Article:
Post date: Apr 2, 2013 2:45:02 PM
“Then I saw a new heaven and a new earth; for the first heaven and the first earth had passed away, and the sea was no more. And I saw the holy city, the new Jerusalem, coming down out of heaven from God, prepared as a bride adorned for her husband. And I heard a loud voice from the throne saying, “See, the home of God is among mortals.” ~ Revelation 21:1-2
New heaven, new earth, new city. That always surprises me when I hear it, and I have to confess, it gives me just a twinge of discomfort as well. I’m NOT a city girl, especially; I’m not sure I even like the city all that well. Yet, John tells us, that is precisely where God has chosen to make his home among mortals. In the city. Where babies are born, and the elderly die, and those in the middle ages work and worry and wonder. A new heaven and a new earth – and a new city, the place where you can find anything – business, art, sport, science and education, culture, music, industry – you will find all the things that make us human in the city. Compassion? Yes. Competition? Sure, you’ll find it there, as well as cooperation. New heaven, new earth – and a new city.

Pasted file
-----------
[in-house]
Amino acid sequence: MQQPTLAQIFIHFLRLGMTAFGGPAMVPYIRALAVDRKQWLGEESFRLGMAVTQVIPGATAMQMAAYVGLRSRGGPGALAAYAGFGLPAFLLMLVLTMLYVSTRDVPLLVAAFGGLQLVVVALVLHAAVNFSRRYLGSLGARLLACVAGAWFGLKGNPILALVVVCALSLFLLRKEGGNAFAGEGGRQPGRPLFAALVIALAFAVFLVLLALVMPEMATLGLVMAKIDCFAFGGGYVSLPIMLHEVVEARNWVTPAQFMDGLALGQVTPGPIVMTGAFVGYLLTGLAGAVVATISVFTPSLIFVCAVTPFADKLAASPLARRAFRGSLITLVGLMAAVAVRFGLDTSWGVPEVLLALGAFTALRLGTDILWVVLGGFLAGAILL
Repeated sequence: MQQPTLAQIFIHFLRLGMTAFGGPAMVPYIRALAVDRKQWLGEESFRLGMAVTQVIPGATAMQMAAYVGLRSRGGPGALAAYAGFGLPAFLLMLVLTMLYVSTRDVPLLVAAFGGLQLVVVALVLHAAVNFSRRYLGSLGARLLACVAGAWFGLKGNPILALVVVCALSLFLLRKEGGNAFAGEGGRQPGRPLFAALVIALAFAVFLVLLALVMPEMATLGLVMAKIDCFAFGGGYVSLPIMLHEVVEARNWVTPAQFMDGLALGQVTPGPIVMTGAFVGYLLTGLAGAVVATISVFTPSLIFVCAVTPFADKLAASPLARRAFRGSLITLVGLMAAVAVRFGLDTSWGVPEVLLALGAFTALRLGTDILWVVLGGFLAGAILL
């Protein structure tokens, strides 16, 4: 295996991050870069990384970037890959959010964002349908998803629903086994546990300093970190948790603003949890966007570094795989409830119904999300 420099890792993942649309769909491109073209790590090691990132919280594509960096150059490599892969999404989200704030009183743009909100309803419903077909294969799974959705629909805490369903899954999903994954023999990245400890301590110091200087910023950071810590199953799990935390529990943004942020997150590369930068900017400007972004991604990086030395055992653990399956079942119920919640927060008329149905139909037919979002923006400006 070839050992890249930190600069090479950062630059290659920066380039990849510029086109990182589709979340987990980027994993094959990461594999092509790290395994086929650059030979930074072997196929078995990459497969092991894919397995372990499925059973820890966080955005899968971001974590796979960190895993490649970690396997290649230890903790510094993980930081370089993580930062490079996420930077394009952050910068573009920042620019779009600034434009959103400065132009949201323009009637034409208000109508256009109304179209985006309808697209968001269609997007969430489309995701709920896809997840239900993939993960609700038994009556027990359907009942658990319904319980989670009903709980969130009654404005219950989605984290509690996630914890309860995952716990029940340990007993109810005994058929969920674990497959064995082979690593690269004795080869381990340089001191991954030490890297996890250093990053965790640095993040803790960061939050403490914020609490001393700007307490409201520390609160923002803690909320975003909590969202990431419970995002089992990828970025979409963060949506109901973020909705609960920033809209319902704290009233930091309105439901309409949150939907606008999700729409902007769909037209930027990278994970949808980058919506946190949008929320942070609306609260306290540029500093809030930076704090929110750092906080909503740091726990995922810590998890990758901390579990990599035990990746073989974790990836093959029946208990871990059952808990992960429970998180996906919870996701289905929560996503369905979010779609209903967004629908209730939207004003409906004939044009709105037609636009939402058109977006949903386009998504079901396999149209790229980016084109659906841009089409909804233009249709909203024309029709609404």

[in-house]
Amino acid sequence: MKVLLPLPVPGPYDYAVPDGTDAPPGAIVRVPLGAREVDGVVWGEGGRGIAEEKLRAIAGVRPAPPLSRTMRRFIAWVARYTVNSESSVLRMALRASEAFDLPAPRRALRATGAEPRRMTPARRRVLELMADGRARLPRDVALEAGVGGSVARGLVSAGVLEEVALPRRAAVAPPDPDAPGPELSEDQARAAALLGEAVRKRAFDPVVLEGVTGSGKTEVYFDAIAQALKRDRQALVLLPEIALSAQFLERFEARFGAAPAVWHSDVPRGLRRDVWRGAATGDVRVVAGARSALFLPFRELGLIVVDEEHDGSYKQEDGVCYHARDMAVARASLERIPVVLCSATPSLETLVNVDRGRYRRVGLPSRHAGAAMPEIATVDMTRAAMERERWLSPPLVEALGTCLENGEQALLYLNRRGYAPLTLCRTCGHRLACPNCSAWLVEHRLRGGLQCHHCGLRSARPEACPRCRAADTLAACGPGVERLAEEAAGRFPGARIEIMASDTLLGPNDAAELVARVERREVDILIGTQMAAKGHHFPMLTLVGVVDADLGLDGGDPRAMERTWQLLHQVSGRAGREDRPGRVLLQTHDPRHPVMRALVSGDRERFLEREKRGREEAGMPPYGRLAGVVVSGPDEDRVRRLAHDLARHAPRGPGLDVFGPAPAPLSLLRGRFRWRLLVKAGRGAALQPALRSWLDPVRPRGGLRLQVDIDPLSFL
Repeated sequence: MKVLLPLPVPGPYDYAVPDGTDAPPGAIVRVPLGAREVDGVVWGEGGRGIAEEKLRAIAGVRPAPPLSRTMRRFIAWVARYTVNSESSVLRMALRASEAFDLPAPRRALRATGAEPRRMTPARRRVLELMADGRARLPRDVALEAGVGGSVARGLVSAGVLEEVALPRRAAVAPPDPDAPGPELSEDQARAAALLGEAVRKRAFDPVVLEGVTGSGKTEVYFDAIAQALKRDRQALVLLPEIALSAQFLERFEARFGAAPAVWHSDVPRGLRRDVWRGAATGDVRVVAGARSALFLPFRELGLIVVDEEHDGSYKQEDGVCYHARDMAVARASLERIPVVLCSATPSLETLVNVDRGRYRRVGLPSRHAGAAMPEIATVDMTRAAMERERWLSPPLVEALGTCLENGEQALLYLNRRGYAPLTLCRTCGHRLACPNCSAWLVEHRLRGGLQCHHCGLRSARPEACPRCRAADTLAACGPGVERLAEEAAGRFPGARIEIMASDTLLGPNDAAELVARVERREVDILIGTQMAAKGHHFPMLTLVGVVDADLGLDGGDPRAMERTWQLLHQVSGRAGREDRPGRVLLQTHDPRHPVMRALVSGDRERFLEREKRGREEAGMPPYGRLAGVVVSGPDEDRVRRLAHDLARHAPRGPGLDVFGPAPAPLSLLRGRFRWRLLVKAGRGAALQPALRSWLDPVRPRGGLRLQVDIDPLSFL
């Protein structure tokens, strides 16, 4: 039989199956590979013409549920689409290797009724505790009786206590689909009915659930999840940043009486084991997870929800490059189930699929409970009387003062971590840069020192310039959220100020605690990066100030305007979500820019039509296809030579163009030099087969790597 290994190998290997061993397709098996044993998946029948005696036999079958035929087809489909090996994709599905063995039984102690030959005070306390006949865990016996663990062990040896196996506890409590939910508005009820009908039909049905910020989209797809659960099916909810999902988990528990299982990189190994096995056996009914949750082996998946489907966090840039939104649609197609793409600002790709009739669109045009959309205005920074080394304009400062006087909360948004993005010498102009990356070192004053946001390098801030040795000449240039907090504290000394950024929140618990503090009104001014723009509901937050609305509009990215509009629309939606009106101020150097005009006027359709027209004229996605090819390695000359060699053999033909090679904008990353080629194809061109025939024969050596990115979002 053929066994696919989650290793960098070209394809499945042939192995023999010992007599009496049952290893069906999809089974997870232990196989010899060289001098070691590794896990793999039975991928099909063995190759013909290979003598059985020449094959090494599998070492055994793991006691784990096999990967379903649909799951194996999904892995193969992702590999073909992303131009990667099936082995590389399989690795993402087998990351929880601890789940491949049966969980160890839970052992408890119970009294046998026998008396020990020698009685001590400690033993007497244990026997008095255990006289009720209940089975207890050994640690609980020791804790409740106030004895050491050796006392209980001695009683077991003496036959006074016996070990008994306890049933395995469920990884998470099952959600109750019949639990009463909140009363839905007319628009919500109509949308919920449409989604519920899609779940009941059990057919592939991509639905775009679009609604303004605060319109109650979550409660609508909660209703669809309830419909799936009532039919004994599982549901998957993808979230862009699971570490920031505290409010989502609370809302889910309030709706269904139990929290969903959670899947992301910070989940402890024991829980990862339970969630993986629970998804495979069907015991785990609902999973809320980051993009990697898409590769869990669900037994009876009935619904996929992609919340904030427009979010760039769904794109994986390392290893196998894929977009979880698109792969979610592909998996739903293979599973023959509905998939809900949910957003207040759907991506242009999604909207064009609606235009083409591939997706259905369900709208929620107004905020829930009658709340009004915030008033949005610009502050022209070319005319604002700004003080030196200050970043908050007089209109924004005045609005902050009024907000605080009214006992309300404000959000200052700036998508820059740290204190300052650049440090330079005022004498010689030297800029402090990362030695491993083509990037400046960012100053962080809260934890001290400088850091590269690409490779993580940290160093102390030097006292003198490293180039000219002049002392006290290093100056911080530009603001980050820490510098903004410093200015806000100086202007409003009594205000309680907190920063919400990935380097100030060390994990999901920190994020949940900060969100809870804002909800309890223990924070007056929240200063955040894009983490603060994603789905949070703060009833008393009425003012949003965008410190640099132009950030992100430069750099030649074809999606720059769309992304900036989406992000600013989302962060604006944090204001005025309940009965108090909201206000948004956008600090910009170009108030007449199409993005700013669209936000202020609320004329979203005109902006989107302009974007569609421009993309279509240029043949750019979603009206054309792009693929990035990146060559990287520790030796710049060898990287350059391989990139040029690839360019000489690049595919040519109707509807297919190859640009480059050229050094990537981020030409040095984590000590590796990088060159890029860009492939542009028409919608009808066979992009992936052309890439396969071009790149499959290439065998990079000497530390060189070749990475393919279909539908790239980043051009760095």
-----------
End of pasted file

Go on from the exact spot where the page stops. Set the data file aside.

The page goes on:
And why not? For some strange reason, this God of ours likes to be here with us, right in the thick of things. Born of a woman, raised in the faith, working with the people, Jesus spent his life in the heart of the city. He made his home among mortals: tall / short, male / female, gentile or Jew, free or slave – the good, the bad, and the ugly. And for some strange reason, he liked it here with us so much, not even death could keep him away. A lot of people who hear John’s vision latch on to the idea of the new heaven and the new earth, but pushed out to some time far in the future, and they completely miss the part about the city. If this kingdom Jesus talked about is as near as he kept saying it was, then the new city would be our city, where we live and move and breathe right now – our little city, made new, because the Spirit of God has come to make a home among mortals, not for a few years, but forever. Our city, Keokuk, made holy because God lives here, with us. Can you imagine that?
It still strikes me as strange that God wants to be with us - WE don't always want to be with us - but I can't shake the idea that maybe this kingdom thing is more than "some day, some where". If so, this could begin to sound like good news, really good news.